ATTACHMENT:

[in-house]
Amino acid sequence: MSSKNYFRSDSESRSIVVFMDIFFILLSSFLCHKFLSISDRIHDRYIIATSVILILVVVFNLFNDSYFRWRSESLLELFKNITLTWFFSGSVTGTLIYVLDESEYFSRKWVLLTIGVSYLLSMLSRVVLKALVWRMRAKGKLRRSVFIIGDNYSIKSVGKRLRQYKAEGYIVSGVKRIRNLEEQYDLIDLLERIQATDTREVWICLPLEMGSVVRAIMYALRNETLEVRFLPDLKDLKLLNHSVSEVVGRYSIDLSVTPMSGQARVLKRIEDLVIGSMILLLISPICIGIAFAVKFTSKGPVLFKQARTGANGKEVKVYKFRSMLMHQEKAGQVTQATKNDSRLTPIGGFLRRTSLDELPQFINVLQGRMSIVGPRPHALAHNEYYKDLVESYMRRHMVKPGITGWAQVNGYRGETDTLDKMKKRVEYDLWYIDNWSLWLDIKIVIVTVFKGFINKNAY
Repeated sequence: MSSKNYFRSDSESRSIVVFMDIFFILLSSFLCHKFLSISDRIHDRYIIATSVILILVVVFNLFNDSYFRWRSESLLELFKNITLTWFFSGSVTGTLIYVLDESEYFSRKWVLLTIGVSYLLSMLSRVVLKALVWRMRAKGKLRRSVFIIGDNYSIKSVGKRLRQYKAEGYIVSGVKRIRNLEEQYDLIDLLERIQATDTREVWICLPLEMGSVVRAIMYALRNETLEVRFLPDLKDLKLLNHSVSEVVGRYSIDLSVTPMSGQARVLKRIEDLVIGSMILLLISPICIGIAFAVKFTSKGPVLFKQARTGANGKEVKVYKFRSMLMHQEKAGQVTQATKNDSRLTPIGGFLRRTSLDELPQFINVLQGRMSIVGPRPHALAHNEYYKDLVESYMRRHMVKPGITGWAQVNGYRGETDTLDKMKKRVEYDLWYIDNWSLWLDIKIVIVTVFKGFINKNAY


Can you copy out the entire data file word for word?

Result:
[in-house]
Amino acid sequence: MSSKNYFRSDSESRSIVVFMDIFFILLSSFLCHKFLSISDRIHDRYIIATSVILILVVVFNLFNDSYFRWRSESLLELFKNITLTWFFSGSVTGTLIYVLDESEYFSRKWVLLTIGVSYLLSMLSRVVLKALVWRMRAKGKLRRSVFIIGDNYSIKSVGKRLRQYKAEGYIVSGVKRIRNLEEQYDLIDLLERIQATDTREVWICLPLEMGSVVRAIMYALRNETLEVRFLPDLKDLKLLNHSVSEVVGRYSIDLSVTPMSGQARVLKRIEDLVIGSMILLLISPICIGIAFAVKFTSKGPVLFKQARTGANGKEVKVYKFRSMLMHQEKAGQVTQATKNDSRLTPIGGFLRRTSLDELPQFINVLQGRMSIVGPRPHALAHNEYYKDLVESYMRRHMVKPGITGWAQVNGYRGETDTLDKMKKRVEYDLWYIDNWSLWLDIKIVIVTVFKGFINKNAY
Repeated sequence: MSSKNYFRSDSESRSIVVFMDIFFILLSSFLCHKFLSISDRIHDRYIIATSVILILVVVFNLFNDSYFRWRSESLLELFKNITLTWFFSGSVTGTLIYVLDESEYFSRKWVLLTIGVSYLLSMLSRVVLKALVWRMRAKGKLRRSVFIIGDNYSIKSVGKRLRQYKAEGYIVSGVKRIRNLEEQYDLIDLLERIQATDTREVWICLPLEMGSVVRAIMYALRNETLEVRFLPDLKDLKLLNHSVSEVVGRYSIDLSVTPMSGQARVLKRIEDLVIGSMILLLISPICIGIAFAVKFTSKGPVLFKQARTGANGKEVKVYKFRSMLMHQEKAGQVTQATKNDSRLTPIGGFLRRTSLDELPQFINVLQGRMSIVGPRPHALAHNEYYKDLVESYMRRHMVKPGITGWAQVNGYRGETDTLDKMKKRVEYDLWYIDNWSLWLDIKIVIVTVFKGFINKNAY